Canadian rock legend Burton Cummings delights a sold-out crowd at the Vernon and District Performing Arts Centre Monday as he brought his Up Close and Alone tour to the North Okanagan. (Roger Knox/Morning Star)

Canadian rock legend Burton Cummings delights a sold-out crowd at the Vernon and District Performing Arts Centre Monday as he brought his Up Close and Alone tour to the North Okanagan. (Roger Knox/Morning Star)

Music icon wows Vernon

Burton Cummings captivated the sold-out crowd at the Vernon Performing Arts Centre Monday

Burton Cummings didn’t disappoint.

As soon as the music legend walked out on the stage, he captivated the sold-out crowd at the Vernon and District Performing Arts Centre Monday.

And the Up Close and Alone tour was truly that as the Winnipeg-born Cummings was without a band.

“It’s just an Irish old age pensioner at a Japanese piano,” joked Cummings, who will turn 70 Dec. 31.

“I’m hoping to bring back some memories.”

And he didn’t waste any time doing that by opening with the 1981 single You Saved My Soul.

He then moved on to some hits from his Guess Who era, including Sour Suite, and then he regaled the crowd with a story of him and Randy Bachman separately writing two songs in the same key. They were eventually squashed together into No Sugar Tonight/New Mother Nature.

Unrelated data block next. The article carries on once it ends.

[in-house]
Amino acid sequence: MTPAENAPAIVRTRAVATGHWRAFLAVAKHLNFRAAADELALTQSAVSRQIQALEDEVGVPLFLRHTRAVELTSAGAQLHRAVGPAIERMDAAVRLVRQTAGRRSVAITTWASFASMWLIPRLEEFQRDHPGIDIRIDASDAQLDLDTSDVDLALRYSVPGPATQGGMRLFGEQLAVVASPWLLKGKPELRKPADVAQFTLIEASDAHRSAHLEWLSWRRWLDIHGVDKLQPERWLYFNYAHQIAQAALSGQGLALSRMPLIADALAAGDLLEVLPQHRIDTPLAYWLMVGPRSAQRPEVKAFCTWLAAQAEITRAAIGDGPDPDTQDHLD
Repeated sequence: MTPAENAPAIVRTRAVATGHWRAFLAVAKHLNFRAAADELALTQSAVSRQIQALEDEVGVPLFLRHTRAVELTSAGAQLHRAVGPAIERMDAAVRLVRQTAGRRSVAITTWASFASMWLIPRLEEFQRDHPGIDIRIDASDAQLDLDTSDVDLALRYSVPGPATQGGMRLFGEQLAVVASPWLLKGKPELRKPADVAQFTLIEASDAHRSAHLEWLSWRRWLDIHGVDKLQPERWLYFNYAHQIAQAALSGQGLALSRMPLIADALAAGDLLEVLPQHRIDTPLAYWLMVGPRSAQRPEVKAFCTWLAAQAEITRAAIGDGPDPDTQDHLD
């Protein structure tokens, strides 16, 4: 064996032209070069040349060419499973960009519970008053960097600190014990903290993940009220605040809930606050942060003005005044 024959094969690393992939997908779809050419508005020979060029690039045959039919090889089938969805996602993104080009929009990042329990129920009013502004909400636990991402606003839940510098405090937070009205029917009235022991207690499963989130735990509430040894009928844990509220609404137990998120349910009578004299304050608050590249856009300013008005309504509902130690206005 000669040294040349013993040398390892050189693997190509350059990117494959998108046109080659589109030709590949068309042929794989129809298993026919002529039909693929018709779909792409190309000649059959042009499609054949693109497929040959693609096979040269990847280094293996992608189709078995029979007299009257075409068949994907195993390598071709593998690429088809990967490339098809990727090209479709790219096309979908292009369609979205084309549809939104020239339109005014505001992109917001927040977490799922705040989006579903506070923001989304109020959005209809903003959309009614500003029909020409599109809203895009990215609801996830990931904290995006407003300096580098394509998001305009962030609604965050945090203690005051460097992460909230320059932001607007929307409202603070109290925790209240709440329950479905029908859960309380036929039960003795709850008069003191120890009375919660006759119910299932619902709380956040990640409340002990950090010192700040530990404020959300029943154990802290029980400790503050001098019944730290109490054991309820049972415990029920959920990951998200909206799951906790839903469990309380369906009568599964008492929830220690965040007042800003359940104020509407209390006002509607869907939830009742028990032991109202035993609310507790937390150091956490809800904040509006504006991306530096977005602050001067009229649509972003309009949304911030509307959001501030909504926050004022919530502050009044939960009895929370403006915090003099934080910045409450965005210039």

Along the way, classics from the great Canadian song book had the audience singing along and tapping their feet — from Laughing and Clap for the Wolfman to I Will Play A Rhapsody and Stand Tall.

He also paid tribute to some of the big influences in his career by taking a crack at Bobby Darin’s Mack the Knife and The Platters’ Smoke Gets In Your Eyes.

But beyond the music, what was revealed was Cumming’s keen sense of humour.

And there was perhaps no better example of this than when he decided to ably impersonate Gordon Lightfoot singing Rod Stewart’s Maggie May. With the crowd howling and clapping, Cummings left the piano and began bouncing towards the front of the stage, where he took several bows.

“Pretty silly stuff,” he said.

But it wasn’t all fun and games as Cummings got serious when he played I’m Scared, a favourite of his mother’s. As a child, Cummings watched mom Rhoda beaten by his biological father.

“My mom had the guts to grab me and get out of there,” he said, adding that he felt comfortable telling the personal story.

“This is a beautiful room to sit and sing in and you’re a pretty good crowd.”

Cummings wrapped up the performance with Break It To Them Gently, his one song that has been played on Canadian radio more than any other.

“It pinched a nerve of so many people,” he said.

But that could be said about the entire evening as Cummings rekindled memories, not only of music but of days gone by. The word icon is often thrown around but Vernon truly learned what an icon is Monday night.